Setup Docker containers as Build Slaves for Containerized Jenkins Master

In a distributed Jenkins environment, resource utilization of the slaves will be very less when the builds are not quite often. In this scenario, it is better to use ephemeral docker containers as your build slaves for better resource utilization. As you know, spinning up a new container takes less than a minute, every build spins up a new container, builds the project and will get destroyed. This way you can reduce the number of static Jenkins build VMs.

Prerequisites

  1. A Jenkins master server up and running.
    If you want docker based Jenkins setup, you can follow this tutorial -> https://medium.com/@rakeshjain_17559/containerizing-jenkins-with-docker-on-ubuntu-ce766a59c779
  2. A Linux VM with docker installed.
    Refer below tutorial for Docker installation on Ubuntu https://medium.com/@rakeshjain_17559/docker-installation-on-ubuntu-d04206626e8e

Here we will go through the steps for configuring docker container as build slaves for Jenkins.

The first thing we should do is set up a docker host. Jenkins server will connect to this host for spinning up the slave containers.

[Important] Configure a Docker Host With Remote API

Jenkins master connects to the docker host using REST API’s. So we need to enable the remote API for our docker host.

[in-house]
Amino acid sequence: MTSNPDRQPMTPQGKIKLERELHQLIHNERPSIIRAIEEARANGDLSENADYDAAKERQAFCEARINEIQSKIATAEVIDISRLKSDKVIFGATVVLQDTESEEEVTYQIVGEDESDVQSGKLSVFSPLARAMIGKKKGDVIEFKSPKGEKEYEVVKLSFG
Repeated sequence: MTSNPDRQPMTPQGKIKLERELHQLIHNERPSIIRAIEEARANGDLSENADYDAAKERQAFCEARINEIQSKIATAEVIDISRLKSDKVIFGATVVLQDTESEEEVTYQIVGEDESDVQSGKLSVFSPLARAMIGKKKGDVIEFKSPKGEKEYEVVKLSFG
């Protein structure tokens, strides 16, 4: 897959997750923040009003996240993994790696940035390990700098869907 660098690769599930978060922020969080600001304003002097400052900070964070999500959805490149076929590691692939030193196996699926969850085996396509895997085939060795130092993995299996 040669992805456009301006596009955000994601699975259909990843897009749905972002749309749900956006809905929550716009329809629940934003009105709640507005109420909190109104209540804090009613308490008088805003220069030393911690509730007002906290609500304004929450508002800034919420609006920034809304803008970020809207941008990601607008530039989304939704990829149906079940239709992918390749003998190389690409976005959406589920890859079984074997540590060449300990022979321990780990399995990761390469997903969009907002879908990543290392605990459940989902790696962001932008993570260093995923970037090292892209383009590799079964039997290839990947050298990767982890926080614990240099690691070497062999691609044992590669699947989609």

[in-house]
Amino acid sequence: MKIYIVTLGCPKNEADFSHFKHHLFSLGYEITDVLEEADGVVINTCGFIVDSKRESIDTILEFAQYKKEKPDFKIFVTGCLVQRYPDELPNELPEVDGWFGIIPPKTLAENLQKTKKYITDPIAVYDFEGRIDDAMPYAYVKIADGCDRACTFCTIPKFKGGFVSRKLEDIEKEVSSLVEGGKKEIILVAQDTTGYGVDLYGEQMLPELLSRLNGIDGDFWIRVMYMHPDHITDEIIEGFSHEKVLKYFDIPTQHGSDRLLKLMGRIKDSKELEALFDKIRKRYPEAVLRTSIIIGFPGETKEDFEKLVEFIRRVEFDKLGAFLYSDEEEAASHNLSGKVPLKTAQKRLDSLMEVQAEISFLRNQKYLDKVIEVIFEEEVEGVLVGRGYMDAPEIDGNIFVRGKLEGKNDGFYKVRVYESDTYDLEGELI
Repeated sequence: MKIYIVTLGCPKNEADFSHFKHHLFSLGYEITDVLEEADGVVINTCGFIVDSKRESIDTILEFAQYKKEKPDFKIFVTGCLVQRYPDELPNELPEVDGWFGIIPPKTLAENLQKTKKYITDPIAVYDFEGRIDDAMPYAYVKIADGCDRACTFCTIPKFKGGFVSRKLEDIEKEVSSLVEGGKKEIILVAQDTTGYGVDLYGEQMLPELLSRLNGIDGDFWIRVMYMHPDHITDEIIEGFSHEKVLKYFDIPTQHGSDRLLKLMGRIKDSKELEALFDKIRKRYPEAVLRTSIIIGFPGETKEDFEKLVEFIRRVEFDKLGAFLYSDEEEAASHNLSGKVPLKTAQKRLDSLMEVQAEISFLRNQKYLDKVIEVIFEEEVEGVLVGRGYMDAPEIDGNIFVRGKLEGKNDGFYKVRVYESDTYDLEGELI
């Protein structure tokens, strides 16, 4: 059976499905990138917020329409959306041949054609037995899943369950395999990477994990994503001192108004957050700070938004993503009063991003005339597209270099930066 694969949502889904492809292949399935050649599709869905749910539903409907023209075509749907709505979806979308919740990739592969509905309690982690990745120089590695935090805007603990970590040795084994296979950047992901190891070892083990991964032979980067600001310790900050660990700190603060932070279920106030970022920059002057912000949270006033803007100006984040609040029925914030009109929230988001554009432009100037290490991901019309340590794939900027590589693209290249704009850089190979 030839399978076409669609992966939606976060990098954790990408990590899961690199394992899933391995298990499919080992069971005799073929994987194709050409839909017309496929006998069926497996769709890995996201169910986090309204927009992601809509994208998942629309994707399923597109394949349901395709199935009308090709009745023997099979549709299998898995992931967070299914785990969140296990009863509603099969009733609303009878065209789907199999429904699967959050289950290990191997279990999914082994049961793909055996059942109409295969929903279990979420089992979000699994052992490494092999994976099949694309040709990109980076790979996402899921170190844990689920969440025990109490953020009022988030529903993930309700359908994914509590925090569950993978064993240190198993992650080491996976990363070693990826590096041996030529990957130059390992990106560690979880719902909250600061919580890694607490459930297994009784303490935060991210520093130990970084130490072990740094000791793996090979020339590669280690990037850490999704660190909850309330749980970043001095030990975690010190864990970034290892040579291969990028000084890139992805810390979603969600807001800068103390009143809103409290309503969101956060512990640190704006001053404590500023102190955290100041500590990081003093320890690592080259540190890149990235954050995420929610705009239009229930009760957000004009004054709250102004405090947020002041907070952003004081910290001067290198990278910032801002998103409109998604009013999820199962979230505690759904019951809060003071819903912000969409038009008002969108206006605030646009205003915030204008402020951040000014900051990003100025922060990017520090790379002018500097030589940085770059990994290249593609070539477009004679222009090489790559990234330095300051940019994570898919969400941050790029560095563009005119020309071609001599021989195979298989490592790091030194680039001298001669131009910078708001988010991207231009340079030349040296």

All the docker configurations are present in the file/lib/systemd/system/docker.service. In that file, there is an ExecStart parameter.

Open the file/lib/systemd/system/docker.service, search for ExecStart and add value as shown below.

ExecStart=/usr/bin/dockerd -H tcp://0.0.0.0:4243 -H unix:///var/run/docker.sock

The above command will bind the docker engine server to the Unix socket as well as TCP port 4243. “0.0.0.0” means docker-engine accepts connections from all IP addresses.

Note: Also, please add necessary firewall rules for your server to accept connection on port 4243

Now for all the changes to take place, you need to restart the daemon and Docker service. Execute the following commands to do that.

sudo systemctl daemon-reload
sudo service docker restart

Now, remote API is enabled on your docker host. To test this, there are a few ways.

How do I access Docker API?

You can use curl command-line utility or REST APIs to access the Docker API. Both ways are explained below.

Test using curl

Get the IP address of your Docker host where you enabled remote API and execute the following command from any terminal which supports curl. You can test with the localhost as well.

Note: replace the IP with your Docker host IP or localhost as shown below.

curl http://localhost:4243/version
curl http://172.42.42.201:4243/version

This command will output all the images in your docker host in JSON format.

jenkins@2e208792831c:~/logs/tasks$ curl http://172.42.42.201:4243/version

{“Platform”:{“Name”:”Docker Engine — Community”},”Components”:[{“Name”:”Engine”,”Version”:”19.03.11",”Details”:{“ApiVersion”:”1.40",”Arch”:”amd64",”BuildTime”:”2020–06–01T09:10:54.000000000+00:00",”Experimental”:”false”,”GitCommit”:”42e35e61f3",”GoVersion”:”go1.13.10",”KernelVersion”:”4.15.0–99-generic”,”MinAPIVersion”:”1.12",”Os”:”linux”}},{“Name”:”containerd”,”Version”:”1.2.13",”Details”:{“GitCommit”:”7ad184331fa3e55e52b890ea95e65ba581ae3429"}},{“Name”:”runc”,”Version”:”1.0.0-rc10",”Details”:{“GitCommit”:”dc9208a3303feef5b3839f4323d9beb36df0a9dd”}},{“Name”:”docker-init”,”Version”:”0.18.0",”Details”:{“GitCommit”:”fec3683"}}],”Version”:”19.03.11",”ApiVersion”:”1.40",”MinAPIVersion”:”1.12",”GitCommit”:”42e35e61f3",”GoVersion”:”go1.13.10",”Os”:”linux”,”Arch”:”amd64",”KernelVersion”:”4.15.0–99-generic”,”BuildTime”:”2020–06–01T09:10:54.000000000+00:00"}